Kabul, September 11: The United States handed control of the controversial giant Bagram jail and its 3,000 suspected Taliban inmates to Afghan authorities on Monday, amid concerns the transfer could leave prisoners vulnerable to further rights abuses.
Hundreds of Afghan soldiers watched as an Afghan flag was hoisted in front of the prison at the huge US-run airfield north of Kabul, as part of a plan to withdraw foreign troops from combat operations in 2014.
“Today is a historical and glorious day for Afghanistan where Afghans are able to take the charge of the prison themselves,” acting Defense Minister Enayatullah Nazari told a large crowd including US military officials.
In a move that has angered the Afghan government, the US plans to keep at least one block at the prison, where any suspected Taliban fighters or terrorists captured in future raids will be held before being handed over. Afghanistan has long sought control of the sprawling prison which has been likened to Guantanamo in Cuba and Abu Graib in Iraq for its association with torture and long detention times.
Prisoners have often been held for years without trial, and activists say they will be vulnerable to more rights abuses once the handover is complete. Afghan authorities will maintain the American policy of detention without trial at Bagram, and many fear the practice could be extended to the rest of the country heralding a new chapter of rights abuses by powerful tribes and families.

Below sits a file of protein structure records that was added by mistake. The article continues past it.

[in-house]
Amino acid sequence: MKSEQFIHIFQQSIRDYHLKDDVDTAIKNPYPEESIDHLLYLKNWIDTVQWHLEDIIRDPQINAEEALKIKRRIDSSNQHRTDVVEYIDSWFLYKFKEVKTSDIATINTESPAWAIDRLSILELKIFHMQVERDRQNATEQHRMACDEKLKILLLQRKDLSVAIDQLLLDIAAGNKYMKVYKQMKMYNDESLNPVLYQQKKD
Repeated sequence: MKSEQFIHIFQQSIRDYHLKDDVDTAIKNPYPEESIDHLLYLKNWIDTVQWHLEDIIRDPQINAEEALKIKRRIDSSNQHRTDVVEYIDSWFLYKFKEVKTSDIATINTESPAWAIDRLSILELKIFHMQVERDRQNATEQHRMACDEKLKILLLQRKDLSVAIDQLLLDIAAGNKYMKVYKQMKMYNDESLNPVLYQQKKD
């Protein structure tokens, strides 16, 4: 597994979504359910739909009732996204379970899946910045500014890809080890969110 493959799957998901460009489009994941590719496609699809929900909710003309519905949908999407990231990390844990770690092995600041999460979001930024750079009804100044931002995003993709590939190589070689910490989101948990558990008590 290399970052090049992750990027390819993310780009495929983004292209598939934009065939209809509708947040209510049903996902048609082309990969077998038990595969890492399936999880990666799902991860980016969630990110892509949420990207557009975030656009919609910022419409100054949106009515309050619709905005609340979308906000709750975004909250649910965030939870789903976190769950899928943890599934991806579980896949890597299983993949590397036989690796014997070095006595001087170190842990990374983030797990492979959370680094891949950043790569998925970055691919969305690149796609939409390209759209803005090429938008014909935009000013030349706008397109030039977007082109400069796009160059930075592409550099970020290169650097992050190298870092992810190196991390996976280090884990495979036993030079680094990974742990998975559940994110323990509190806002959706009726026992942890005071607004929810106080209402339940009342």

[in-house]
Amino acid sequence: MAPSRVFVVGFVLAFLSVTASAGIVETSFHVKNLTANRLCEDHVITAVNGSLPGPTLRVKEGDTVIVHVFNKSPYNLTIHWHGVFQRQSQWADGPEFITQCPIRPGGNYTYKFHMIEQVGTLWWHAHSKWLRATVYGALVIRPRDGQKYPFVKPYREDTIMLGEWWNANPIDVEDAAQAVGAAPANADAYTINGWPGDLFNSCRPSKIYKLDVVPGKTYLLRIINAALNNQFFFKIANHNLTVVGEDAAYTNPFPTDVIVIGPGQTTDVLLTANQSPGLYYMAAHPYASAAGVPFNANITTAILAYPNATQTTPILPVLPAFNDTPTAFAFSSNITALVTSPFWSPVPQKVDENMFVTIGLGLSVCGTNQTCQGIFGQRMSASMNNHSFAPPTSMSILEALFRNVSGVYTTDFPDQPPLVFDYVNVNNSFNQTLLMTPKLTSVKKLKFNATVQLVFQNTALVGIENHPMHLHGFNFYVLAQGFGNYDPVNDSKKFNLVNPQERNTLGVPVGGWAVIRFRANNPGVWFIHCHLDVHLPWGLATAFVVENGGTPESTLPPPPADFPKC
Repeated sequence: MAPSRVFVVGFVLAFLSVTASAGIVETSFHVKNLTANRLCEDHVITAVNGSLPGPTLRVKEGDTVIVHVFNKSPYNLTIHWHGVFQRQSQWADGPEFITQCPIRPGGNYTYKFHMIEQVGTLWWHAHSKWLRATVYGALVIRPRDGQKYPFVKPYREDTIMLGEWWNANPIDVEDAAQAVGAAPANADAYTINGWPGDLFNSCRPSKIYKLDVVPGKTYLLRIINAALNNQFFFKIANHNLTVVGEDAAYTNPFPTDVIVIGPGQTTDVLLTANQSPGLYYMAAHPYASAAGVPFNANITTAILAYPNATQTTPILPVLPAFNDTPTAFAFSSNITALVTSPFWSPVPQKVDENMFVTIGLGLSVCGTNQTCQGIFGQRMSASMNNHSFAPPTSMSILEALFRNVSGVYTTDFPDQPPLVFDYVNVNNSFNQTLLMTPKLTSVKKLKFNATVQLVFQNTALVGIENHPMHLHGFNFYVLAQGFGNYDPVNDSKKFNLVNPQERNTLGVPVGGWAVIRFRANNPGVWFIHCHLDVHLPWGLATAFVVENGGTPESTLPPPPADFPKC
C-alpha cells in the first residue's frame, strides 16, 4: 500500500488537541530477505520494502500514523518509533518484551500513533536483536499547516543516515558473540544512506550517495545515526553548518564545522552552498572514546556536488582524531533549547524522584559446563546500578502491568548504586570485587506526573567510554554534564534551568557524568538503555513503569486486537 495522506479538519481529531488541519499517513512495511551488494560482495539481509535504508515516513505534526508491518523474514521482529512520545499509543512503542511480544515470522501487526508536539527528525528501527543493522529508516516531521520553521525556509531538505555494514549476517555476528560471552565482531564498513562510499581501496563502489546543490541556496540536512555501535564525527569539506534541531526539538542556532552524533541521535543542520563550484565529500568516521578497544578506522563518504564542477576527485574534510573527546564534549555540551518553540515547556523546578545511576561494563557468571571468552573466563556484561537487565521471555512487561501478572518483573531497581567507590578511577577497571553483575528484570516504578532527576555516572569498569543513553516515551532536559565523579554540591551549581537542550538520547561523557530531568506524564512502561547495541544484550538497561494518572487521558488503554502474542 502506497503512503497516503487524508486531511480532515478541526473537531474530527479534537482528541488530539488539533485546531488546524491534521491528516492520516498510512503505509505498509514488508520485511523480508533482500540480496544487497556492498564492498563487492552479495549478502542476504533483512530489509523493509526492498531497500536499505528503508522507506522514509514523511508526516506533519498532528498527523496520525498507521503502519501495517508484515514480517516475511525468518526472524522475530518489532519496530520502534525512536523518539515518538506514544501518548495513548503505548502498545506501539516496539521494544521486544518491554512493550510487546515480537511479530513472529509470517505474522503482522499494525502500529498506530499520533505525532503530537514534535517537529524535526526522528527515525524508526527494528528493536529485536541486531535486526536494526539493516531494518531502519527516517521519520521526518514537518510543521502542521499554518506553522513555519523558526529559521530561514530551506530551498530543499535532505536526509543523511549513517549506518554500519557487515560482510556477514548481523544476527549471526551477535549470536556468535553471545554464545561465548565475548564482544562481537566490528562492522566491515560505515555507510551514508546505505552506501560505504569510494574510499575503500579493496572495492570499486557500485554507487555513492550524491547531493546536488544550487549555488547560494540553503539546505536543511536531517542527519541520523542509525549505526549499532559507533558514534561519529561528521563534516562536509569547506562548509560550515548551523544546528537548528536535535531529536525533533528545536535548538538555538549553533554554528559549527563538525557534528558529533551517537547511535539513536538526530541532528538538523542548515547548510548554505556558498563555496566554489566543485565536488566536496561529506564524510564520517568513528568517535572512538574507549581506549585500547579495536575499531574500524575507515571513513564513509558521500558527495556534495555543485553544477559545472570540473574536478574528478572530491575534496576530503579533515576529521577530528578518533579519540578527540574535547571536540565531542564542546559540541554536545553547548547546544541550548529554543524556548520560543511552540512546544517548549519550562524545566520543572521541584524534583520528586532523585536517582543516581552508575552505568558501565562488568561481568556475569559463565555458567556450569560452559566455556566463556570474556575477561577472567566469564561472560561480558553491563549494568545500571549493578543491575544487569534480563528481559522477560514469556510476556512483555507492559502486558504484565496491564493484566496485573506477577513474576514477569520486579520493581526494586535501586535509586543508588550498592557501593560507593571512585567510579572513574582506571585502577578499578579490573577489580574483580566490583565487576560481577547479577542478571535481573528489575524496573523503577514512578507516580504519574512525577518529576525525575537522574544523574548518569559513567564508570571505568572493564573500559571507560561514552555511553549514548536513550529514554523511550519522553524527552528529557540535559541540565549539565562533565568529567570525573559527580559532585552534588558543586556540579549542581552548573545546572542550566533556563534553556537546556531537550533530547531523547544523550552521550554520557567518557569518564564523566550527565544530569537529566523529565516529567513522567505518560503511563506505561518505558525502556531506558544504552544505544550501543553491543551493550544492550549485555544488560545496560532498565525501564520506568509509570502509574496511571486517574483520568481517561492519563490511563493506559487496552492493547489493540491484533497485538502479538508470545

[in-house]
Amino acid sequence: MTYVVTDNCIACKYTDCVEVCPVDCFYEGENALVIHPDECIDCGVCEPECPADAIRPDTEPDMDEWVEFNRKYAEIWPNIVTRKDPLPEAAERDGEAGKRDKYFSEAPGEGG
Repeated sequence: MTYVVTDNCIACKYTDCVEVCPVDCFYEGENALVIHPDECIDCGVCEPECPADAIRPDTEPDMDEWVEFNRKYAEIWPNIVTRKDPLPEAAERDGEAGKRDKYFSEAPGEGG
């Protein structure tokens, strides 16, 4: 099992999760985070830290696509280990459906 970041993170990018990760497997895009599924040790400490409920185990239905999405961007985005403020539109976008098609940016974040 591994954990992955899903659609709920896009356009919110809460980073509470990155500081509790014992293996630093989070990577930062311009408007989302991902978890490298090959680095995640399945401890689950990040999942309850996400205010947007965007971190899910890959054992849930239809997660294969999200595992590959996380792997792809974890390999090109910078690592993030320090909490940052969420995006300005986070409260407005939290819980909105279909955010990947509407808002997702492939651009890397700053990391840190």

Afghan lawyers say Afghanistan’s social system of powerful tribes and influential families could mean that inmates are exposed to abuse if individuals are imprisoned.
Taliban ‘ready to disown al-Qaeda’
The Taliban is prepared to completely disown al-Qaeda, allow the US to retain several military bases in Afghanistan and agree to a ceasefire deal to end its 11 year conflict with Nato, PTI reports from London. The group, which was ousted by the US-led invasion of Afghanistan in the wake of 9/11, is now willing to cooperate with the US on security and take part in peace negotiations in return for international political recognition, the study by London based Royal United Services Institute (RUSI) said. The study RUSI said was based on interviews with four senior Taliban figures close to the organisation’s leader, Mullah Mohammad Omar, The Telegraph reported. The Taliban representatives believe there is “no natural enmity” with the Americans.